Who Owns Your Prospects? You or Your Employer?

Who Owns Prospects & their Info? Sales reps or Employers?This question has come up a number of times as sales reps consider changing jobs. Phrased differently you could ask:

Who owns prospects’ info, their digital data, the relationship?

Sales reps or employers?

Different questions that can be answered by an interesting sales strategy.  A strategy for remaining ethical and legal when reps change employers.

Before we unveil this strategy let’s set the stage.

The Scenario

If you sell, you will be changing employers. It’s not uncommon to change employers three to four times in two years, especially during these recessionary years. We have all become temps.

You’re hired because of your sales skills, and/or industry expertise and/or knowledge within a particular geographic territory.

However, you also bring relationships with prospects and their contact info. Many times you also bring:

  • Size of the sale opportunity in dollars or units
  • Insight into wants, needs & challenges
  • Incumbent’s strengths & weaknesses

When you started work at your company you filled up their CRM with your prospect info. You input digitally (Outlook into CSV files) and manually (stacks of business cards) into their database.

Over the next few months you filled in more info to your original prospects and added new ones.

Now your firm’s CRM holds a mash-up of prospect info: some you seeded along with some you’ve added as a new employee.

The Warning Signs

It’s now six months or a year later. You’ve worked diligently and produced the expected results.

However, something’s not quite right.

Your firm has just let go the other two sales reps even though their numbers weren’t bad.

Executive management is skirting your direct questions about the company’s health and viability.

Suddenly your access is blocked to all records in the CRM that you didn’t bring in when you started. You can no longer see prospect data that was there before you, or that is now part of your expanded territory (remember the other two reps have been let go).

Getting Ready to Jump

The signals are there. It’s time to look for new employment – a more stable and trusting work place.

You begin looking quietly for your next landing pad. You check LinkedIn, contact industry-specific recruiters and industry friends, such as consultants, suppliers, and trusted competitors.

The Question is “Your Prospect Info, or Theirs?”

We’re talking about the information here – not the digital data sitting in your firm’s CRM. Of course you DO NOT export that data because it’s unethical and possibly illegal.

But the question is about the prospect info you started with prior to your current employment.

Who owns that info? Who owns the relationship?

When you leave your current employer, can you use that information at your next job?

Is there a way to ethically and legally use your wealth of contact info when you move on to a new job?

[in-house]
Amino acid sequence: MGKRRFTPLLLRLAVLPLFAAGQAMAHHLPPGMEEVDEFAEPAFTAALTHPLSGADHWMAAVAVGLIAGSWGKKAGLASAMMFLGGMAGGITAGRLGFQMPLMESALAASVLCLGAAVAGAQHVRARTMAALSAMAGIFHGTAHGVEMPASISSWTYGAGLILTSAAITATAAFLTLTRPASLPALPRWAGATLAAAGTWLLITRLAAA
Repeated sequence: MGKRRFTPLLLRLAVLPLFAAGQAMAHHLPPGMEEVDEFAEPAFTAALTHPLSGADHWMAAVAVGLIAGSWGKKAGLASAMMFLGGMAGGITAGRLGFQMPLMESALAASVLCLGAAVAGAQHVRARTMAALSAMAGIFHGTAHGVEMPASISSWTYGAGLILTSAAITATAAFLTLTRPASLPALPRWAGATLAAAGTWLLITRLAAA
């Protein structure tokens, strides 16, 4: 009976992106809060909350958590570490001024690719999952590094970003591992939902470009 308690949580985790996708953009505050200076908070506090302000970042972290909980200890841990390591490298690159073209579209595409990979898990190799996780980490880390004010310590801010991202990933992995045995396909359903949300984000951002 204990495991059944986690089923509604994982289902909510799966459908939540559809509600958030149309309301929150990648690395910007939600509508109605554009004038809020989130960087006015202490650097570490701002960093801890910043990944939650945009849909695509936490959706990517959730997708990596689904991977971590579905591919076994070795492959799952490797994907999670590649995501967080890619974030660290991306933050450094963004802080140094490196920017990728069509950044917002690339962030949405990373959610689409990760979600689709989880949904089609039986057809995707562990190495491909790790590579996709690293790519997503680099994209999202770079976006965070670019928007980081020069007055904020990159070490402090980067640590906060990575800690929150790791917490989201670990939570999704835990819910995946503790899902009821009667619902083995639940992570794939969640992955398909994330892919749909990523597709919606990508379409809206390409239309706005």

Social Media to the Rescue

The answer to these questions is social media.

When your prospects participate in social media, you get to go there with them – if they connect with you.

In social media databases your contacts maintain their own information (sometimes this is called crowdsourcing).

The answer to who owns your prospects’ contact info is – they do, your prospects.

However, once they give you access either through LinkedIn, Google+, Facebook, etc. you now have an evergreen prospect database.

A prospect database that is not proprietary to your employer. A database that’s kept current without your effort, which is a huge plus.

Your Job @ Every Company You Work For

At last, here’s the sales strategy mentioned earlier.

Connect with every prospect and customer you meet through LinkedIn, Google+, Facebook, etc.

You won’t connect with all of them. Some are not open networkers (LIONs in LikedIn) and some only give access to those they know well.

But this makes it even more important to reach out and make that first sales contact as soon as possible.  This is contact by phone, email, snail mail, and in person.

Once contacted, immediately request to connect via their social media of choice.

It’s part of your sales job to develop relationships. Participating and engaging prospects and customers in social media is part of that process.

Connecting with prospects via social media should be your primary sales goal from day one at your current employer.  Social media provides platforms for building relationships over time.

When the Time Comes

Now, when you realize its time to move on to another employer, you notify your network of prospects through social media.

And there they are, right with you.

In the end, sales reps own the relationships with prospects, while employers own the digital data in their databases.

Prospects’ information is owned by the prospects’ themselves. Social media provides the access to those they authorize.

In Summary: Your #1 Sales Job

Is to connect via social media with as many prospects as possible, as quickly as possible.

For the good of your company. For the good of your prospect relationships. For the good of your future.

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